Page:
One of Waterman\’s high-end models, the Exception is an interesting blend of conservatism and the kind of modernism expressed by the Art Deco movement at its height. When seen from a distance, it could easily be taken for the sort of plain cylindrical pens so common in the 1970s and \’80s, although one need not to get too close to it to discover that it has a square cross-section. The uncharitable mind may at that point start imagining a colossal lip-stick container.
This decorative squareness is not, as some other unusually formed pens might argue, in any way ergonomic. In fact, to allow the pen to be used comfortably without compromising the pen\’s lines called on the designers to be more than usually clever. The section is mostly of the common conical sort, but it flares to a square base to mesh with the shape of the barrel; to ensure the corners all line up, the section does not screw in but is held with a pair of lugs that run into slots on the inside of the barrel. This bayonet-style mounting means that the barrel has two walls which can only ever be sides, although top and bottom can change in the course of refilling.
The cap is not so clever in its attachment, held with a fairly common modern snap-on mechanism. It gets is alignment only from the flaring of the section interacting with the cap\’s square opening. This relatively primitive arrangement is somewhat surprising, as one might expect a more involved mechanism for holding the cap to the pen, something more like the Carène\’s little spring-tabs. However, given the known issue with that lesser pen\’s cap wearing out if the tabs are always run in at the same place, it may be that Waterman chose the lesser of evils in this.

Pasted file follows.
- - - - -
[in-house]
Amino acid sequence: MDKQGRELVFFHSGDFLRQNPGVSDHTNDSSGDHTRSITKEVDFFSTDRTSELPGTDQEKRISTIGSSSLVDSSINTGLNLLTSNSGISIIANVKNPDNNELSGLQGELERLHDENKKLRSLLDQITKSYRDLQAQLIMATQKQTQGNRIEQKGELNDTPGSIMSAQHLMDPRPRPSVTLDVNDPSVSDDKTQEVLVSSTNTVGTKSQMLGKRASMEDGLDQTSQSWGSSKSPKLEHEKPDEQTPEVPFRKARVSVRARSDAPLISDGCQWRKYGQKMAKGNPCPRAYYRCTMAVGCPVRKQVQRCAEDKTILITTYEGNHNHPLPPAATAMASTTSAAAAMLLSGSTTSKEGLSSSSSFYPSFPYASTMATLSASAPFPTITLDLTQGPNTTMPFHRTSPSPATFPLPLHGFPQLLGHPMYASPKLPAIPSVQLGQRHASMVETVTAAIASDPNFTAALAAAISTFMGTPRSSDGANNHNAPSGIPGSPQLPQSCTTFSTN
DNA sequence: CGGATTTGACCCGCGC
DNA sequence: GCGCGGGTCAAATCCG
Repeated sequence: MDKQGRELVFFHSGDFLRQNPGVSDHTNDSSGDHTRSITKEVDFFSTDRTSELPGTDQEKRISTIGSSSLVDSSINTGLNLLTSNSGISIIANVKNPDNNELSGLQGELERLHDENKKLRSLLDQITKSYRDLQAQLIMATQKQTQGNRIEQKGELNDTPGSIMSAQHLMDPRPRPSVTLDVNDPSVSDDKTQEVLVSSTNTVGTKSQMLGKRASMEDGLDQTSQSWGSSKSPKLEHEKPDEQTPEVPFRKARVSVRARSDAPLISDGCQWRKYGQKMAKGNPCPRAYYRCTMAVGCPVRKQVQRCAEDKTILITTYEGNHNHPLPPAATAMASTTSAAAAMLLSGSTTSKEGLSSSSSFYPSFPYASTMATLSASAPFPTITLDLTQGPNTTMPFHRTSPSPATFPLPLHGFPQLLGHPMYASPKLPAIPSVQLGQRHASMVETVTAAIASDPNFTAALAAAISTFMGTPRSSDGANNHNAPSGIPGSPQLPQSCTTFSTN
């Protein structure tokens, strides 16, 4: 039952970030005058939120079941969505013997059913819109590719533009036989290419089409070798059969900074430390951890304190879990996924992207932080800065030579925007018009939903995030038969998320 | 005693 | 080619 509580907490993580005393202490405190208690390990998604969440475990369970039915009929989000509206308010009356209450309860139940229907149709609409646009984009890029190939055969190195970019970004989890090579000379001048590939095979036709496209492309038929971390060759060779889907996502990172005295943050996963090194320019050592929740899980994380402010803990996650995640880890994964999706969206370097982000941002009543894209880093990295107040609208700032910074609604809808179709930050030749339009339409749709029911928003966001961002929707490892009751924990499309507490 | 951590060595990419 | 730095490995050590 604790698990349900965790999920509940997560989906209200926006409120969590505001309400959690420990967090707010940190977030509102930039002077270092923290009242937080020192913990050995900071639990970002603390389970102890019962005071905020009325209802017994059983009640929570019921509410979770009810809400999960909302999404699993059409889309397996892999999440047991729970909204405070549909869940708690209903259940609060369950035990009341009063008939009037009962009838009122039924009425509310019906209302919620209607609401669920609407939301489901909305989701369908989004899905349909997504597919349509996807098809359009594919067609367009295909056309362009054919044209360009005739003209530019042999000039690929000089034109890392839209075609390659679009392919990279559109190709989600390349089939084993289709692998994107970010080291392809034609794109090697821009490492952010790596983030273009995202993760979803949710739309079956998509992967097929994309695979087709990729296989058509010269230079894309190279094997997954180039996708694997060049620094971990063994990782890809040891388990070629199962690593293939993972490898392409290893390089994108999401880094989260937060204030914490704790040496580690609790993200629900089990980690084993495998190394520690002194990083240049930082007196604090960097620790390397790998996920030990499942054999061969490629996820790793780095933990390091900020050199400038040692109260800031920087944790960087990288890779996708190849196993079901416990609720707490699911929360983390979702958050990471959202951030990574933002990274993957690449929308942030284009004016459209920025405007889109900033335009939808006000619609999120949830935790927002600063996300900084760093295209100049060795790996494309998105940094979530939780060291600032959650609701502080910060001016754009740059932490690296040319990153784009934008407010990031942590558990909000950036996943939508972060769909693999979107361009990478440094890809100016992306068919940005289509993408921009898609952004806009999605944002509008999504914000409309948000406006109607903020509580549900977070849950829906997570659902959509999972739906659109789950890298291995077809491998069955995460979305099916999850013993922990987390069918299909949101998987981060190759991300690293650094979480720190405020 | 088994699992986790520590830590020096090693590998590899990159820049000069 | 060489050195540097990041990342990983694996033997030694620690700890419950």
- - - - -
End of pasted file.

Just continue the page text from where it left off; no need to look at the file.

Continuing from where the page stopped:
The pen is, despite the aluminum body, quite heavy, and becomes somewhat unbalanced if one tries to write with the cap posted. That aside, the odd shape doesn\’t cause any serious impediments to handling. The point has a comfortable spring to it, although not enough to lead a writer into the error that it can be used as a flex-pen.
Production Run: 2005 to present. The slim version began in 2006.
Cost When New: Waterman is not forthcoming; the 2015 MSRP for the standard size seems to be between $600 and $800, depending on precise trim.
Size: 14.3 cm long capped, 15.9 cm posted, 13.3 cm uncapped (standard version; slim is slightly shorter).
Point: 18K gold.
Filler: Cartridge , capacity approx. 0.6 ml or 1.4ml (international).
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